Balliceaux was Beard’s home for some time, but eventually, the built-in crowd and the cramped space forced the event to seek another venue. “I wanted a space outside of pre-created gay spaces. I wanted it to be in your face, at a straight bar. I wanted it to be out there so people knew it was happening,” said Albrecht. The search for the perfect space lead him to Strange Matter – already a home for alternative music and indie events. Not to mention that Strange Matter is partially queer-owned.
“I think Richmond’s gone through a lot of growing pains, and I think Beard is one of those manifestations,” said Jenn Ward, Strange Matter’s co-owner. Ward, who identifies as sansgender, connected strongly with the events message of inclusion. “You don’t necessarily want to go to the normal gay bars, where the only thing you have in common is who you’re trying to sleep with,” said Ward. “I think being queer is about more than who you want to sleep with, and I think Beard tries to encompass that.”
Ward said the conversation about moving Beard to her venue was short and to the point, and she loved the idea from the get-go. Beard’s alternative music and appeal to the independent-minded end of the spectrum is something she is honored to be a part of. “It’s one of the things I’m most proud of hosting – I like to having any kind of hand in a place where people can come and feel comfortable being themselves,” said Ward. “Beard is something that’s closer to me than some of the other communities that come in.”
Ward confessed she even found a date after attending a recent Beard party – and it had been a year since she’d had such a chance. “Obviously, Beard is awesome,” she said.
And Beard is very much a place to meet like-minded folks for romantic engagement. “I think people wait all month and say, ‘Oh man, Beard’s coming up. I can look good and I can go meet someone… or not,’” said Albrecht. He claims it’s not necessarily sexually charged, but “once you add alcohol, loud music, dancing… it’s a good thing.”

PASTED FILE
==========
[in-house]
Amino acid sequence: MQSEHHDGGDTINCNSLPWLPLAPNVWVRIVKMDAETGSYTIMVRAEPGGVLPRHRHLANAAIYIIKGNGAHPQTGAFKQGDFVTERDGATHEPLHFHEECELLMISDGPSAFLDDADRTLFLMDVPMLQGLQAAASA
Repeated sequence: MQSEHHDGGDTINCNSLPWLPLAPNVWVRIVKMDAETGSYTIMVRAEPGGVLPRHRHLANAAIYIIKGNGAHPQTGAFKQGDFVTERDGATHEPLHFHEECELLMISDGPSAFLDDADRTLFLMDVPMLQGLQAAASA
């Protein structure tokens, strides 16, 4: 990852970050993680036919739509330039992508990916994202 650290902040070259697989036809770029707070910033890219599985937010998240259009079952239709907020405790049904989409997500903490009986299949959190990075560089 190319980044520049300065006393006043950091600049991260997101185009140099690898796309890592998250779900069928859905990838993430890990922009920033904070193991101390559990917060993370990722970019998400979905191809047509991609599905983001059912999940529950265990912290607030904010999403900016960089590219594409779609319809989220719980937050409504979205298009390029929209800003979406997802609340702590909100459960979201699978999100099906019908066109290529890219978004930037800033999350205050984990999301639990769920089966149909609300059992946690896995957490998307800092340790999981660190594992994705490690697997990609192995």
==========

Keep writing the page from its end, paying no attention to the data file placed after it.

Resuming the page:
the near capacity crowd at the most recent Beard party
Tyler King, a VCU student and longtime Richmond resident, has made Beard one of his most frequent parties. When he was younger, he would go to gay bars in town, but after a while, he found he wanted something a bit more to his taste. “With a night like Beard, it’s hard to tell the difference between the crowd that night, and the crowd [Strange Matter] normally attracts – I like that,” said King.
Again, the music featured at Beard is what really reaches King as he relates less to the mainstream gay bar scene and their top-40 track list. “I feel like at some of these places, every night is Lady Gaga night. And there is a lot to be said for what Lady Gaga means to the gay community, but it’s not the kind of music I really like.”
Albrecht has been thrilled with the success of Beard. He hopes folks of all orientations and genders will come and join him for good times in the future: “Do you like loud music? Do you like hanging around at bars around like-minded people? That’s all it is.” Albrecht’s message is simple and something he feels lots of people understand. “We’re playing music for people who like music, for people who want to go to a gay/queer/lesbian/trans/alternative space. Alcohol, lots of people, loud music.”
This Spring is gonna get real queer when two of the most gender-defying performers in the hip hop world take the stage at Strange Matter. Mykki Blanco and Cakes Da Killa have helped define the queer hip-hop sound and message and there set to turn ones of RVA’s dirtiest venue into a big’ol gross dance [...]December 19, 2016